I only have cable because it comes bundled with my internet (oddly, internet access is more expensive without bundled cable than with). That said, my wife and I use Netflix *constantly*.

    • Ubernostrom says:

      I have the same problem. A majority of my television usage these days is netflix, or xbox. I only really ever watch cooking shows on cable anymore.

    • Nigerian prince looking for business partner says:

      When I got rid of cable TV, I also had to pay more for internet but I still came out ahead for some nominal amount ($5 or $10) each month when taxes and various surcharges were factored in.

  6. Beave says:

    Cable sucks. When my DirecTV contract runs out I’m probably done with them too. For the price of a Tivo subscription or possibly free with a PC hooked up to the TV and a TV tuner attached I can record the network shows I want. $20-25/mo for Netflix and Hulu fill most of the gaps.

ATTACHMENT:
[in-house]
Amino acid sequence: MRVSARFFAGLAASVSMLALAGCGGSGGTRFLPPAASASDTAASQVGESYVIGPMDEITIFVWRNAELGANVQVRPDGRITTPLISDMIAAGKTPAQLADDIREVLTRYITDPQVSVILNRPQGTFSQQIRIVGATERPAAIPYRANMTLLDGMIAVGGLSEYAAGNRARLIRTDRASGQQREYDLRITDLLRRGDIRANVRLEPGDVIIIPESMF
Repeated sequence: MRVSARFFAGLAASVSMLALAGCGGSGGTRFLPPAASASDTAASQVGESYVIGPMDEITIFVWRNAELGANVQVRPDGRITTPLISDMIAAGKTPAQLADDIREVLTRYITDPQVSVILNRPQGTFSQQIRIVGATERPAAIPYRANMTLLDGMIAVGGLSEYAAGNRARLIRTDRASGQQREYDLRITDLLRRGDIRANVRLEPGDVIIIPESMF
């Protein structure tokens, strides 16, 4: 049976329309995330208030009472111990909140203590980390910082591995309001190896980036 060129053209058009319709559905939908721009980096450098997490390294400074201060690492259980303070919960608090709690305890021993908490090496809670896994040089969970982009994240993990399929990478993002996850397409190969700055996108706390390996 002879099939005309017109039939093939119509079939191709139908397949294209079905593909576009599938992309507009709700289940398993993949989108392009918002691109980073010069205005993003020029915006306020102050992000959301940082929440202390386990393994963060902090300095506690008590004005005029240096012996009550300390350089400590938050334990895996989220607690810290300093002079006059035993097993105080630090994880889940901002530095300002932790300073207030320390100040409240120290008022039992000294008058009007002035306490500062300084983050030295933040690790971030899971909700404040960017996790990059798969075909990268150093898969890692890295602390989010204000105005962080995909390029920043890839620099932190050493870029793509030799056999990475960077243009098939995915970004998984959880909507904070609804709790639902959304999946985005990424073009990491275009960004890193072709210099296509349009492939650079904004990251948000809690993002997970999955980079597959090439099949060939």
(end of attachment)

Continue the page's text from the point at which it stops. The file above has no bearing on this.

7. CherieBerry says:

    Canceled our cable, purchased an antenna for local channels, and use the AppleTV for Netflix and movie/tv rentals.

    The antenna brought us this great FREE music channel called COOL TV, which I really enjoy. Nonstop music videos. What a novel concept.

  8. billbillbillbill says:

    I so want to cut the cable but as a sports fan, there are just not enough options to see live games. So for the foreseeable future, I am stuck.

    • coffeeculture says:

      Yeah…this is my dilemma. I’ve had to do without, but I would justify it in the future by saying that attending such games (tickets, parking, food, drive time, beer) are FAR more expensive than having a nice set-up at home w/ premium sports networks and my own food/friends.

    • Kestris says:

      Yup, one of the main reasons we keep it too.

    • kewpie says: